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Speaking of Race, the Podcast

Posted in DH Blog

By: Hayley Brazier and Heidi Kaufman

Today on the blog we are showcasing the digital scholarship of a new professor at UO, Dr. Jo Weaver, who joined the International Studies department as an assistant professor in 2018. Before coming to Oregon, Dr. Weaver taught at the University of Alabama, and while there she began a collaboration with two other professors, Erik L. Peterson (historian of science) and Jim Bindon (biological anthropologist). Their collaboration resulted in Speaking of Race, a transdisciplinary podcast on race that interrogates “our species’ centuries-long debates over how to define biological and behavioral difference, and why it continues to matter today.” Now working at universities on different sides of the country, Weaver and her co-hosts have continued to record podcasts remotely. They are garnering a lot of attention for their transformative work in a number of different fields.

A logo for Speaking of Race podcast with a drawing of a man laying horizontally
Image Source:

During each podcast, Speaking of Race probes topics related to these questions: “How did race become such a flash point in modern society, and why does it remain contentious in our genomic age?” These are the same kinds of questions that Weaver, Peterson, and Bindon  have examined with students in their own classrooms, and they took note of the revolutionary effect it had on the students’ thinking. “We all loved teaching this material because, more than any other topic we taught, it changed people’s worldviews,” says Weaver. “Over the course of a single semester, our students from would go from believing race is a natural biological category, to understanding on a very deep level that race is a historical and cultural construction.”

The three scholars realized that podcasting was a great way to reach a broader audience outside of students enrolled at the University. Weaver notes that “Given our individual orientations toward social justice in everything we teach, creating an open access platform for this material just made sense.” Transferring their discussions with students into an open-access podcast was a brilliant way of disseminating important information, free of charge. Increasingly, listeners turn to podcasts to learn about music, literature, politics, and race while cleaning the house, walking down the street, or driving to the store. Podcasting brings subjects previously confined to desks or classrooms into other spaces. At the same time, the ease of creating a podcast has led to further blending of subjects and spaces. Many faculty find that podcasting offers a great way to engage in enriched conversations in classrooms and public outreach, or to shift their students toward the public as they produce audio essays.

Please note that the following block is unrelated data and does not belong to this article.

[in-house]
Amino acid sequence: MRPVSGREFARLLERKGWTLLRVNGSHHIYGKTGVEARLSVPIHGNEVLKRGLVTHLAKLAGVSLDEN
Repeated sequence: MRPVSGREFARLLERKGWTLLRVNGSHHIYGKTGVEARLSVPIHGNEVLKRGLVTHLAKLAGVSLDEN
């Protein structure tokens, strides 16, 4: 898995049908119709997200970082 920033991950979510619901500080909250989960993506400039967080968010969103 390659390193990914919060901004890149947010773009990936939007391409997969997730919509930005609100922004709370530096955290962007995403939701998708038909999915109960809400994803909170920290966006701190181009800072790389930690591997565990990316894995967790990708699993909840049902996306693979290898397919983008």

Jo Weaver standing in a yellow sweater again a blurry green landscape backdrop slightly smiling
Jo Weaver. Image Source:

While Weaver, Peterson, and Bindon originally created the podcast to benefit a wider public,  the podcast series  has also enriched their own scholarship. Weaver explains, “The project has also led us to new speaking opportunities, new publication opportunities, and other venues in which to talk about the material,” adding, “In December, I got to give the Holiday Lecture to the American Association for the Advancement of the Sciences in Washington, DC, where I drew directly on the research the three of us have done about the history of caste and race in India. And right now, we are coauthoring a book chapter and an article. So it’s very generative.”

The researching, recording, and editing of the podcast does come with its challenges, however. Because thousands of miles now separate Weaver from her collaborators at the University of Alabama, they cannot record from the same room. Using a program called Zencastr, they now record their podcast from their respective offices, on three separate audio tracks.. Once recorded, they take turns editing the podcast using Adobe Audition before publishing the final version to SoundCloud. Once it’s published, the podcast attracts a broad array of listeners, including “students, scholars, and educated lay audiences with interests in race and racial inequality.” While it is difficult to track the exact number of people who follow Speaking of Race, they know the number of listeners tuning into each podcast reaches the thousands.

Three separate images sitting side-by-side of Jo Weaver, Jim Bindon, and Erik Peterson, all talking into a mic
Jo Weaver, Jim Bindon, and Erik Peterson. Image Source:

How does the broader academic field feel about podcasting as a form of digital scholarship? According to Weaver, “There’s still a lot of skepticism in academic circles about whether or not podcasts should ‘count’ as real scholarship.” The responsibility, she notes,  resides with the scholars producing this work to make sure each podcast’s content is as rigorously researched and presented as more traditional forms of scholarship. It is to be determined if, in the future, universities will recognize this type of digital work as the important scholarship it is, but for now it’s “a labor of love.” All of this hard work is paying off, though. Recently, they had the opportunity to interview NPR’s Gene Demby, who co-hosts the popular podcast Code Switch. And the Speaking of Race team has no plans on slowing down. “At the moment,” writes Weaver, “we have a future episode list of about 20 ideas, so I imagine we’ll be going strong for some time to come. Tell your friends!”

Thank you to Professor Jo Weaver for helping with this blog post. You can find Speaking of Race on their website (, Stitcher, iTunes, and Google Play. You can also follow them on Facebook (@SORpodcast), Twitter (@SpeakingOfRace), and Instagram (@speakingofrace).





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